John F. Kennedy International Airport’s Worldport terminal has flown into new territory — a list naming it one of America’s most endangered historic locations.
On June 19, the flying saucer shaped-terminal was chosen for the National Trust for Historic Preservation’s latest list of America’s 11 most endangered historic places. The site has been slated for demolition by 2015.
The terminal, owned by the Port Authority and leased by Delta Air Lines, made the leap to the list through the dedication of “Save the Worldport,” a preservationist group co-founded in 2011 by New Jersey residents Kalev Savi and Anthony Stramaglia.
Although Savi is from New Jersey, he felt a connection to the site after growing up in an airline family. He got his first impression of the terminal at a very young age.
“I just remember approaching this enormous glass sculpture, I thought I was going into a flying saucer,” said Savi.
“It was the symbol of a new era.”
Savi started a Facebook group after being made aware of the Port Authority’s plan to demolish the terminal in order to create a parking lot for airplanes. He met Stramaglia through the group. The two have been trying to come up with renovation plans for the terminal.
“What this list really does is give legitimacy to our cause,” said Savi. “It really is a validation.”
The National Trust has listed 242 sites to date, and only a handful of those locations have been lost. “Save the Worldport” hopes the extra attention for the terminal will inspire architects, engineers and other organizations to save the site.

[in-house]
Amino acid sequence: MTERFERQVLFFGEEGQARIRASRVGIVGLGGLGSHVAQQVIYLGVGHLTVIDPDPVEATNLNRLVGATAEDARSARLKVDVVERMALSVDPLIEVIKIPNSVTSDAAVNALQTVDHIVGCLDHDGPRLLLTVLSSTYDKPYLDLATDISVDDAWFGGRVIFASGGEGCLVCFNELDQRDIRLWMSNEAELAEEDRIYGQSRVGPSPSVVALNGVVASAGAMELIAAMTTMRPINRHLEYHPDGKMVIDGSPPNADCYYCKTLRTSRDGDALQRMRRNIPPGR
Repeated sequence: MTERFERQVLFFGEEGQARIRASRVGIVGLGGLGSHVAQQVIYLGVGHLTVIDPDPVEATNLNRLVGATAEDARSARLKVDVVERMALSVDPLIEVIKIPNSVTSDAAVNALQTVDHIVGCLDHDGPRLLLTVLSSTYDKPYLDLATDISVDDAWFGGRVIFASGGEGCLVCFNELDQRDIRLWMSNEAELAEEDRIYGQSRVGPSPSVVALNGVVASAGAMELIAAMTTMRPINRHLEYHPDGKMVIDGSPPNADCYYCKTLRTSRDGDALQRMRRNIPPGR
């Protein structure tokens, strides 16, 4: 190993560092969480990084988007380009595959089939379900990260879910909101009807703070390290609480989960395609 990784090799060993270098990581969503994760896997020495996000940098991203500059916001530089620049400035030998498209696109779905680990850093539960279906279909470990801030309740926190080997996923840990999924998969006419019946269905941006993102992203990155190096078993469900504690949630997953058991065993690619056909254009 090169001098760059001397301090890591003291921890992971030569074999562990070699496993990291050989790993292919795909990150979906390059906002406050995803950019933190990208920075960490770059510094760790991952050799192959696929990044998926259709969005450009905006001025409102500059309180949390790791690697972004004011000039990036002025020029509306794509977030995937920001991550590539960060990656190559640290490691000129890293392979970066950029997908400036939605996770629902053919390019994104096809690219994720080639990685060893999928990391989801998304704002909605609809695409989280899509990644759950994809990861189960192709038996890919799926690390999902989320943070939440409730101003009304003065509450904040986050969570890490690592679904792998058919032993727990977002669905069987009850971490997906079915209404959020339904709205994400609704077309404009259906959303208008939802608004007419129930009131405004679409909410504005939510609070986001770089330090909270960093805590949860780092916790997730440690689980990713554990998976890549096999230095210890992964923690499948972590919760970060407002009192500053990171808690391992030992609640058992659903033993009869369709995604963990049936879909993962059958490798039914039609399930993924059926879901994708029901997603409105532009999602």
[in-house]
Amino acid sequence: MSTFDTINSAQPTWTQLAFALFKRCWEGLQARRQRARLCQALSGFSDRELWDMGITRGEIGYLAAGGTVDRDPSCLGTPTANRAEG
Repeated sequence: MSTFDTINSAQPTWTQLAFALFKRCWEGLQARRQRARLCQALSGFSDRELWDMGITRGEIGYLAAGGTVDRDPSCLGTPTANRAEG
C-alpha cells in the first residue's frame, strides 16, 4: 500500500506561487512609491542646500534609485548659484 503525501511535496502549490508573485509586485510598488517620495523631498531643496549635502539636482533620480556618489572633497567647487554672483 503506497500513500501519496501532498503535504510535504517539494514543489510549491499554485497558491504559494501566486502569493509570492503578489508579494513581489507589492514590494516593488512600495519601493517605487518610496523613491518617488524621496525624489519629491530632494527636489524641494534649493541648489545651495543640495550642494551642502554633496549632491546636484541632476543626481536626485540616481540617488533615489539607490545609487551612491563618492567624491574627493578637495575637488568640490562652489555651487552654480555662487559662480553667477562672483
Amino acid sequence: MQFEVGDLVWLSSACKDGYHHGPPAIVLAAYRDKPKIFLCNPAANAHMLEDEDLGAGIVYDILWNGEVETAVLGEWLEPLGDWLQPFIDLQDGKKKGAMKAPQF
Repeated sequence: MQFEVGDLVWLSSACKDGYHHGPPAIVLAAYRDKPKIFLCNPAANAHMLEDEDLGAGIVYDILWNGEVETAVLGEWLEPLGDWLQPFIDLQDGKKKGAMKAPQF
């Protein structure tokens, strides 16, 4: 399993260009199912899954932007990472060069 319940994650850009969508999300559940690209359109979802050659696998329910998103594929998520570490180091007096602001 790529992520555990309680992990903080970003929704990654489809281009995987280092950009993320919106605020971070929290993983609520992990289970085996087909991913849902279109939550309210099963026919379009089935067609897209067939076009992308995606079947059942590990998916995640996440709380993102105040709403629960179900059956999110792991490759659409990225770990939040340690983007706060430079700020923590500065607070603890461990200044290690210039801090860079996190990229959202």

“We listed it because we feel it’s a significant part of aviation history, design history,” said Roberta Lane, the National Trust’s senior New York field officer and attorney. “The threat is obviously very real. We wanted to raise awareness of this threat and of this place.”
Yet the threat came closer to being realized when a bulldozer started tearing up the roadway leading to the terminal earlier this week.
“The old Pan Am Worldport terminal at JFK served this region for more than a half century, but is obsolete for 21st century aviation purposes,” said Delta and the Port Authority in a joint statement. “Unfortunately, JFK is a land-constrained airport and the choice we face is between job creation today in Queens and preservation of a facility that is no longer functional.”
The preservationist group will work together with the National Trust to continue meeting with the Port Authority about various repurposing ideas. Those include turning the terminal into a longterm rest facility for delayed visitors and bringing the retro, cool feeling back to travel.